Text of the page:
Theater Review: “The Butler Did It, Again” at Arena Players

The late Tim Kelly was a prolific playwright who caught the parody bug in the late 1970s. His “The Butler Did It” was a dumb, formulaic melodrama, in which all the detective stereotypes, and a few racial stereotypes, were tossed into a crowd-pleasing stew. Never taken very seriously as a play, the play nonetheless did well at the box office. Kelly followed up commercial success with two sequels – “The Butler Did It, Singing” (a musical, naturally) and “The Butler Did It, Again,” which premieres this month at Players Arena in Baltimore.

…more twists than a bowl of spaghetti.

Fans of crime novels and old movies will instantly recognize the characters in Kelly’s play as references to iconic figures in the genre. Agatha Christie’s Miss Marple is featured here as Mrs. Maple. Nick and Nora Charles (from the Thin Man series) are Rick and Laura Carlyle. There’s a black mashup private eye named Chandler Marlowe, all of whom are pretty predictable and effective. Kelly also delivers two problematic characters, in the form of Louie Fan (a Charlie Chan clone) and Tony Tallchief (a Native American detective). Tallchief appears more or less like a cowboy-like hero, managing to avoid cultural tropes. Yet, “the American Indian,” as he is called, presents a problem in the play. Worse still is the portrayal of Louie Fan, a character whose lines consist entirely of broken “Confucius say”. The style is obviously pulled straight from 80s movies, which featured non-Asian actors delivering those red-and-yellow-faced stereotypes. The practice was terrible, but accepted at the time. Whether it was still accepted when Kelly wrote his plays 40 years later is highly doubtful. This is certainly not acceptable in 2022.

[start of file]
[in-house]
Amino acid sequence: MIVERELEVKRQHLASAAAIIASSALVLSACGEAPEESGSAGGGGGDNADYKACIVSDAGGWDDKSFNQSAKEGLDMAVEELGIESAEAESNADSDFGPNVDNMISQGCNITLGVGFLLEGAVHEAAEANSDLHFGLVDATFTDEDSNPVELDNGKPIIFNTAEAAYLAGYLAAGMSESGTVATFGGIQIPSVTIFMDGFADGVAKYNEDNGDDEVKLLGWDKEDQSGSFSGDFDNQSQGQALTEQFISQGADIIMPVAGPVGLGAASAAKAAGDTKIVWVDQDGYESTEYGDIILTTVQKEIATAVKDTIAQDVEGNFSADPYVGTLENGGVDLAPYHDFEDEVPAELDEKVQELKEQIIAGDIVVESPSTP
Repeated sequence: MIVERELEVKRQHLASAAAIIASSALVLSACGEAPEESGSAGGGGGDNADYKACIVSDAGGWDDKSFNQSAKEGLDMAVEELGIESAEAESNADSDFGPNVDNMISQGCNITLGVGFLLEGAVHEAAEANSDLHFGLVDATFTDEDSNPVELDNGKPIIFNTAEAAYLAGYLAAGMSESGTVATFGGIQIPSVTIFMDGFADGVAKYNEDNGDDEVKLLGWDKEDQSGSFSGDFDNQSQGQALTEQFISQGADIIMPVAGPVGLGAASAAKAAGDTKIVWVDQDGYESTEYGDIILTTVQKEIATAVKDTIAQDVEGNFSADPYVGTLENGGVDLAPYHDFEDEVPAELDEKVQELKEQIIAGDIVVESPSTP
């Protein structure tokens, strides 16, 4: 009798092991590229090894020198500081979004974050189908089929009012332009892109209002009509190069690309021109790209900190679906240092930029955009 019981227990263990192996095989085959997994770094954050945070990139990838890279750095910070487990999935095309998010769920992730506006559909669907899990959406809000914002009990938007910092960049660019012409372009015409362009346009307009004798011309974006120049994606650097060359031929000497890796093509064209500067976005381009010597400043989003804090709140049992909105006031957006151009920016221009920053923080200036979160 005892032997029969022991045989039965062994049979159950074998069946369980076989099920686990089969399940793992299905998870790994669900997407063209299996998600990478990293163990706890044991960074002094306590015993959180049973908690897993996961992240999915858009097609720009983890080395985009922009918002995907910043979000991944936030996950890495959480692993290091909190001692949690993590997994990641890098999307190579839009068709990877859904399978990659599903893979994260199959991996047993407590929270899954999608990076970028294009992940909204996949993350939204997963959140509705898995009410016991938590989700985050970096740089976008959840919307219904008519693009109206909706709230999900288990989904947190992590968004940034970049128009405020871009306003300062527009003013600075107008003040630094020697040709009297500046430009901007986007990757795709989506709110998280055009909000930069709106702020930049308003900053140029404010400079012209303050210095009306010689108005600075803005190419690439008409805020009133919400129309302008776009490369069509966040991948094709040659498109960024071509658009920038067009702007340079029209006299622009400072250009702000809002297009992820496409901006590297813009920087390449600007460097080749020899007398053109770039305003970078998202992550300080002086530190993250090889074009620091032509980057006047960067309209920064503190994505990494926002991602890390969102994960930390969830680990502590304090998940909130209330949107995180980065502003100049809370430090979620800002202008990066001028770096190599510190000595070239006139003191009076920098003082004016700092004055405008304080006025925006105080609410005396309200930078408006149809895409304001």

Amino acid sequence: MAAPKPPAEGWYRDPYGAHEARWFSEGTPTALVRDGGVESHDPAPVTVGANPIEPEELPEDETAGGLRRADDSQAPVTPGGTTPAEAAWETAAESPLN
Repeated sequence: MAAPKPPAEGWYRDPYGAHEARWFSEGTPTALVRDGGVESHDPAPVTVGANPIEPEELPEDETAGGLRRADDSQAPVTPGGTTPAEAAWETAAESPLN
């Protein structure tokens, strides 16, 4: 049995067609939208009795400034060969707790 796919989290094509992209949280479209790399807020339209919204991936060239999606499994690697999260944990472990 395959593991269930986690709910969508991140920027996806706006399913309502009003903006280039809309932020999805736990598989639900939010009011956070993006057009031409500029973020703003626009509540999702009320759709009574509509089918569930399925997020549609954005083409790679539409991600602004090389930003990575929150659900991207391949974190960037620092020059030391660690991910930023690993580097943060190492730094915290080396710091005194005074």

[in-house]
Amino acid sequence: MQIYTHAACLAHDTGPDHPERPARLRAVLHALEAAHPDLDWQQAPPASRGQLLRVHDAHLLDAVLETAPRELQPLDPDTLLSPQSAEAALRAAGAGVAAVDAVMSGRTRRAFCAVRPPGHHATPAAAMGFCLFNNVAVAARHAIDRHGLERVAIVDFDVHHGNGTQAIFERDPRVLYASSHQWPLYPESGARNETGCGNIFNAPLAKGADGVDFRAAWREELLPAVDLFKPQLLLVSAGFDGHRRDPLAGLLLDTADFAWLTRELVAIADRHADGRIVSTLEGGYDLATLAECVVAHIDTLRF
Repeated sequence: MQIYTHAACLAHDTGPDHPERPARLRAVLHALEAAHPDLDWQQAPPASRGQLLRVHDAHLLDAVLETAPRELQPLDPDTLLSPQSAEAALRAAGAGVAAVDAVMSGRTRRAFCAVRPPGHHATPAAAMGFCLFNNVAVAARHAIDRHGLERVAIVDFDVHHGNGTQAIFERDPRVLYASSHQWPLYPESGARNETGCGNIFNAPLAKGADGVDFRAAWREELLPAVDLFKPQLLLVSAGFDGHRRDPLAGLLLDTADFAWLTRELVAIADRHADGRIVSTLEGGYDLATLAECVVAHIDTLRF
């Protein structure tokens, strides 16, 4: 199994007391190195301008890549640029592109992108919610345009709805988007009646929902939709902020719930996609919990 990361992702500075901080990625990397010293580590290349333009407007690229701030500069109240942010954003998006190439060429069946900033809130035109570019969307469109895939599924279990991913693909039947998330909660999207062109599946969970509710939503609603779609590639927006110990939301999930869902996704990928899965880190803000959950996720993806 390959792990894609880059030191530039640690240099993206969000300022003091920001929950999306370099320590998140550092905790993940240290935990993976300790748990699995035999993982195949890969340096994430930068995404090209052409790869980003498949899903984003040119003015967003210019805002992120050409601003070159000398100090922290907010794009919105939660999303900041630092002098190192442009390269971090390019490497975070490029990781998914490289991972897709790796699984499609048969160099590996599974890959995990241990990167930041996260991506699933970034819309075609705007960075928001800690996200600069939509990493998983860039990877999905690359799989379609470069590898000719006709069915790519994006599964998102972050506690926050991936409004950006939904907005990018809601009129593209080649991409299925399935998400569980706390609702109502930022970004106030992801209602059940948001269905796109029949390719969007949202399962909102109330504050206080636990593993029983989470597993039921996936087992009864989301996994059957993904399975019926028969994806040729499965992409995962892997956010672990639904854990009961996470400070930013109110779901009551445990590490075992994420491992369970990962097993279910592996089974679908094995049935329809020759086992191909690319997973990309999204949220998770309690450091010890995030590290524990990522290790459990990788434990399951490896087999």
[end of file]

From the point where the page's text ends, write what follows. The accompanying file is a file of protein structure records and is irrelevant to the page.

That said, Arena Players management enjoyed pre-pandemic box office success with the show’s first play, and brought back that production’s director and cast for one of the sequels here. In “…Again”, we meet Kelly’s team of mystery writers in a swampy Louisiana estate called Spanish Moss. Ms. Maple is an editor who has invited her stable of novelists for a weekend of murder mystery. They are all required to attend dressed as the detective characters from their books, tasked with solving a staged murder. The whole affair has a “dark and stormy night” written all over it, and even features a pivotal appearance from local carnivore, Charlie the alligator. As one might guess, the frolic is interrupted by an actual murder, which entails more twists and turns than a bowl of spaghetti.

Aaron Androh directs a lively cast of enthusiastic and committed actors. As Mrs. Maple, Gina Lee is off-the-record and grandiose, proclaiming “I won’t tolerate real murder” when her plans go awry. Karen Chase is Maple’s assistant, Jane Doe (who swears that’s her real name). Rick and Laura are Alan Drew and Cynthia Forbes, completing the tribute with their own (stuffed) toy poodle. Jafar Vellines and John Carrington are the aforementioned Tallchief and Fan respectively, and James Williams is solidly sarcastic as the titular butler, Chips. A new author, Ruth Dice, is played with trustworthy pomp by Janette North. The no-frills lead investigator, Chandler Marlowe, is played with great skill by Eric Floyd. The role of mystery woman Linda Hayes is shared between Timeeka Addison and Linda Howard, and Mike L. Barrett is the confused Father White. The star of the cast is Khadijah Hameen as Mrs. Danvers. She consistently demonstrates a director’s sense of spacing and a stand-up’s sense of timing. Hameen completely owns the scene, even when his face is completely obscured by a huge wig.

The actors are clearly having a great time playing this comedy and, despite its serious issues, so are the audience.

Duration: 122 minutes with an intermission.

Warnings: racist stereotypes, handgun accessory.

“The Butler Did It, Again” runs through May 8, 2022 at Arena Players, 801 McCulloh Street, Baltimore, MD 21201. Tickets are available for purchase online. Customers are required to provide proof of vaccination and must remain masked.

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James C. Tibbs